“I learned that service was far more important than performative nonsense like being seen in the same pew every Sunday or writing ‘Christian’ in your Twitter bio and using that as a shield to target and marginalize already marginalized people,” McMorrow said, emphasizing that she is a white, straight, Christian, suburban mom and that those promoting the attacks were using it to deflect from the fact that they weren’t working on the real issues.
“I know that hate will only win if people like me stand by and let it happen,” concluded McMorrow, who was first elected in 2018 and is on the ballot again this November. “So I want to be very clear right now: Call me whatever you want. I hope you brought in a few dollars. I hope it made you sleep good last night. I know who I am. I know what faith and service means and what it calls for in this moment. We will not let hate win.”
Theis’s rhetoric against McMorrow in the fundraising email sent out on Monday read, “These are the people we are up against. Progressive social media trolls like Senator Malloy McMorrow (D-Snowflake) who are outraged they can’t teach can’t groom and sexualize kindergarteners or that 8-year-olds are responsible for slavery.” She added that “enlightened elites” believe parents “must surrender to the wisdom of teacher unions, trans-activists, and the education bureaucracy.”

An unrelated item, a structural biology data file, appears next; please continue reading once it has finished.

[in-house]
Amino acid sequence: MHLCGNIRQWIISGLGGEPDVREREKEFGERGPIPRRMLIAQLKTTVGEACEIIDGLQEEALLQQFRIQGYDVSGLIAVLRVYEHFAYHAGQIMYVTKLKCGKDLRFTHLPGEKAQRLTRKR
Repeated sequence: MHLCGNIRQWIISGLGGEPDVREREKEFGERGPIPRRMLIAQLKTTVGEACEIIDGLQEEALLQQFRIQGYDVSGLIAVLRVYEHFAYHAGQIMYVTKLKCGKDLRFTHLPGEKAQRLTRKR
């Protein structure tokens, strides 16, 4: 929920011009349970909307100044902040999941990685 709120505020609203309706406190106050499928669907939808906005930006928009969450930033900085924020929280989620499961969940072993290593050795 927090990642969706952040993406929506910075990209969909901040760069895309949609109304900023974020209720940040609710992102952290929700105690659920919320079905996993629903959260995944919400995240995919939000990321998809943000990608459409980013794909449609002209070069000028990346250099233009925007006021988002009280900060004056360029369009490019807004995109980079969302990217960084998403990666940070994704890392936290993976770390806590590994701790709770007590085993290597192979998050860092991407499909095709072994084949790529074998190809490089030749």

Theis targeted McMorrow and other Democrats in the Senate after they walked out of a session last Wednesday due to the content of Theis’s invocation, which the legislators took as a precursor to action against LGBTQ educators.
“Dear Lord, across the country we’re seeing in the news that our children are under attack. That there are forces that desire things for them other than what their parents would have them see and hear and know. Dear Lord, I pray for your guidance in this chamber to protect the most vulnerable among us,” said Theis, who is chair of the Senate Education and Career Readiness Committee.
“The ‘forces’ are, of course, public school teachers, and the ‘things’ are the LGBTQ community,” tweeted Democratic state Sen. Dayna Polehanki. “To pervert the Senate Invocation in this way is beyond the pale.”